A couple of years ago, Hope, Grammy and I were having dinner at a cute restaurant in Basel. It was the most expensive dinner we had on a two-week vacation to Paris and Basel. You’re thinking, “Really??? What did you have?”
Two burgers, one steak, one dessert and two glasses of champagne. The damage was close to $200 US. It was outrageous. Burgers for $35!!! Which is why I just went ahead and got the steak—it was $38. On the walk back to our flat, I decided that this Swiss dinner was going to be my new currency benchmark.
The mortgage is 6 Swiss dinners.
Hope’s new sneakers were half of a Swiss dinner.
Her college tuition was…well you get the point.
This week, Hope finally understood the joke my mom and I thought was so funny about my currency reference.
Yesterday Hope turned 19; sadly, I had to work all day. After I wrapped up, we went to get Korean takeout and hit up one of Hope’s favorite little Korean import store which carries all the latest KPop cds. Delighted to spend her own money, Hope purchased 3 new cds.
This is where things got interesting, and Hope and I started really talking about money.
Since Hope started working, she has put money into a savings account. She’s a bit overwhelmed by the influx of cash, and it’s a bit of a delight to see her contemplate purchases.
Hope has largely been oblivious to the cost of things. To some degree I protected her a bit. She had some really difficult and impoverished years. I wanted her to know that we were stable and comfortable; actually, I didn’t want her to know, I wanted her to believe we were stable and comfortable.
I ended up with a kid who at times came off as spoiled. She didn’t necessarily ask for a lot, but she didn’t take care of her things either. She would just ask for replacements, and it annoyed the hell out of me. I usually said no or delayed the replacement until such time as I thought she had earned a replacement. I thought she would learn to appreciate her things; most of the times, it seemed she didn’t.
Enter “Working Hope.”
Working Hope counts her pennies. She actually has 2 separate savings accounts. She studies her pay stub. She estimates her take home. She’s money conscious.
She’s treated herself to a few things, but really hasn’t spent much. The cds were the largest single purchase, and she fretted over the expenditure. I reminded her that she could afford the cds, it was her birthday, and that we all deserved the occasional treat. She grinned and said, “I’ll take these” to the cashier.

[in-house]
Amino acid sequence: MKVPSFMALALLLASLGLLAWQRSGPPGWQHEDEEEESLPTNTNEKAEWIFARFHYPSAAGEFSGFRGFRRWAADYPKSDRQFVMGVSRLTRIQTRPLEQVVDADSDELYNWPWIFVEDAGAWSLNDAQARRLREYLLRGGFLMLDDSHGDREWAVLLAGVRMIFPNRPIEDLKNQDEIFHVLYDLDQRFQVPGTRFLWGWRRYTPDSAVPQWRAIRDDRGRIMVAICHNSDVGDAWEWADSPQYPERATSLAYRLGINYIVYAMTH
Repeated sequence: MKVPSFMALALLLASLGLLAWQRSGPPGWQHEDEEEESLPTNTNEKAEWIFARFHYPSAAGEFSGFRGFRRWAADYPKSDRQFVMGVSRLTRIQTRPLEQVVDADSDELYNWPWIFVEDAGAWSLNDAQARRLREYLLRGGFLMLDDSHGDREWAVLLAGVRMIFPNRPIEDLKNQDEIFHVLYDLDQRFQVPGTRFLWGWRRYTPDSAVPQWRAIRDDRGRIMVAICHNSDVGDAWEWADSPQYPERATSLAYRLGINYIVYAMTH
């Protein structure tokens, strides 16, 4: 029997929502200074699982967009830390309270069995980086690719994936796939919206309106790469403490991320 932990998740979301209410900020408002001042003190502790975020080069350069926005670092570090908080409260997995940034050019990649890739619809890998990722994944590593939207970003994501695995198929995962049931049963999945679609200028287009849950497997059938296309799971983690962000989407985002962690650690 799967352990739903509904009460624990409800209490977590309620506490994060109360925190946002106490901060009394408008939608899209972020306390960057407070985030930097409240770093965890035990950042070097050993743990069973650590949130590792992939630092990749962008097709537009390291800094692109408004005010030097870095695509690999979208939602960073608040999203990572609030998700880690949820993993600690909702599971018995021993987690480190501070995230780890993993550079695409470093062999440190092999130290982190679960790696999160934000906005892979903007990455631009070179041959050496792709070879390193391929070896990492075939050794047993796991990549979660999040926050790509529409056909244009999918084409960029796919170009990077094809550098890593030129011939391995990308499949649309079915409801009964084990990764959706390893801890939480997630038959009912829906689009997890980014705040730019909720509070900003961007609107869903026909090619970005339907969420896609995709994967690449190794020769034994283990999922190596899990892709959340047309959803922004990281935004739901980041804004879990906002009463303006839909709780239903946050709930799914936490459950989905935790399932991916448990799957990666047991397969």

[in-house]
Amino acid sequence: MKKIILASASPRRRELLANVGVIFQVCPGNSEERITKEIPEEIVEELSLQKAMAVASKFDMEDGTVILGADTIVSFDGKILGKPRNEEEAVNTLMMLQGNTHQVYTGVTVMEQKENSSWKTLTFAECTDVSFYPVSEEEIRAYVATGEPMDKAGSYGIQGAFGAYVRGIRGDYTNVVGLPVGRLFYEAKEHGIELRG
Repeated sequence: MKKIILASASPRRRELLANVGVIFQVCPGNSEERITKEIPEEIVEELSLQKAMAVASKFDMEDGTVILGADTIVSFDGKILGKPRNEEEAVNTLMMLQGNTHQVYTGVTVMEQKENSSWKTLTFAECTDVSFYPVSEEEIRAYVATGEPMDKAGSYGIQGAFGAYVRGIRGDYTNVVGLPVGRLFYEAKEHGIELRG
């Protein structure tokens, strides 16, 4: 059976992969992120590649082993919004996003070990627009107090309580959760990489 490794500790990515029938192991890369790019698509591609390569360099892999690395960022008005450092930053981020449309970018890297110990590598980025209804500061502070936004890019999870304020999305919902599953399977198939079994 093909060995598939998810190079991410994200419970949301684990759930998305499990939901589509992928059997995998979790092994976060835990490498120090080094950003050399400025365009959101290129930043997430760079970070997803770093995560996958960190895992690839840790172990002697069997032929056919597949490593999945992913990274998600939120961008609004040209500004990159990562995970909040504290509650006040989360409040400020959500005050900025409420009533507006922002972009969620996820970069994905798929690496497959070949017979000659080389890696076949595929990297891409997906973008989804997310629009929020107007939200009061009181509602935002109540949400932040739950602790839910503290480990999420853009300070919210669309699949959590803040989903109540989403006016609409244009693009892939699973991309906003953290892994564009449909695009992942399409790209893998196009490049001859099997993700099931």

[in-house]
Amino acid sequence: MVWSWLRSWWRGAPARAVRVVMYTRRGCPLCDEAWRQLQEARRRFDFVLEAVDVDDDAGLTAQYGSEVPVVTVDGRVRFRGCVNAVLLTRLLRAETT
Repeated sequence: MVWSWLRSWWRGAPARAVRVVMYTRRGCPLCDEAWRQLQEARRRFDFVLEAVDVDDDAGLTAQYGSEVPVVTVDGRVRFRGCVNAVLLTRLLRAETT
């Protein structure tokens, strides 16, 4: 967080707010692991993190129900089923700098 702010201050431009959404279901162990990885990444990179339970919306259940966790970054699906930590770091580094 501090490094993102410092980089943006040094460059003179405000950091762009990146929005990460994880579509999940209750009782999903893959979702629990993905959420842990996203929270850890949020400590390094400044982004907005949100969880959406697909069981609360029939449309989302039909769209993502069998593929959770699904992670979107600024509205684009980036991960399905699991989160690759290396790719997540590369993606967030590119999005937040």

On the drive home, I asked Hope, “So how many hours of work was your purchase?”
“How many hours did you have to work to get your cds?”
“Oh.” She started trying to calculate the hours in her head but offered up a guess. It wasn’t close. I told her to pull out her calculator to figure it out. In the end, she determined that the cds represented two days worth of work. She was surprised.
I discouraged her from regretting the purchase; instead I encouraged her to consider the value of her hard work and consider that as she makes purchases. I don’t want her to fret over money, but I do what her to respect it.
Hope started asking me about the household bills and about what it takes to maintain our lives.
I told her to clear her calculator and start over.
Then I told her the rounded figures for the mortgage, the car, insurance, cell phones, internet and TV, condo fees, electric, monthly donations, grocery bill, personal care and maintenance expense, medical insurance and expenses, and a few other things.
The amount was sizeable, and I hadn’t even included my student loans, credit card, savings and investment contributions and “play” money.
She sighed and said, well, there are adults who work where I work. I wondered how do they afford these things? I told her that there are lots of people who can’t afford those things.
We went on to have an interesting discussion about money, income and income inequality, and why I have been pushy about education. Education doesn’t solve all problems, but it certainly can position you to better deal with some of life’s problems.
She had a mini meltdown and asked if she would ever afford to move out on her own. I told her that yes, eventually she would be able to afford to live independently. I don’t think she believed me, but time will prove me right.
This seems to be Hope’s coming of age year which is crazy because pandemic, social justice protests, murder hornets, Saharan sandstorms, cicadas, elections…etc, etc. *This* is the year that is when things are seemingly coming into focus for Hope.
I hope to keep talking to her about money. I’m hoping that in addition to the other lessons she seems to be learning that she will also learn the value of her time—it’s the most precious commodity we have. I hope she also learns to be discerning about her financial choices and continues to develop good financial habits.
One thing that is coming clear to me in all this is that Hope is starting to really see her own future and what the possibilities look like. It’s kind of like watching an alien see and consider earth. She’s surprised, full of wonder and confusion, while also curious and dreaming.
Thinking about Hope imagining living independently makes me smile. I’m proud of her. She’s come so very far in 6 years. I hardly know how to process what I’m seeing with her.
I just know that I’m proud of her, more so every day.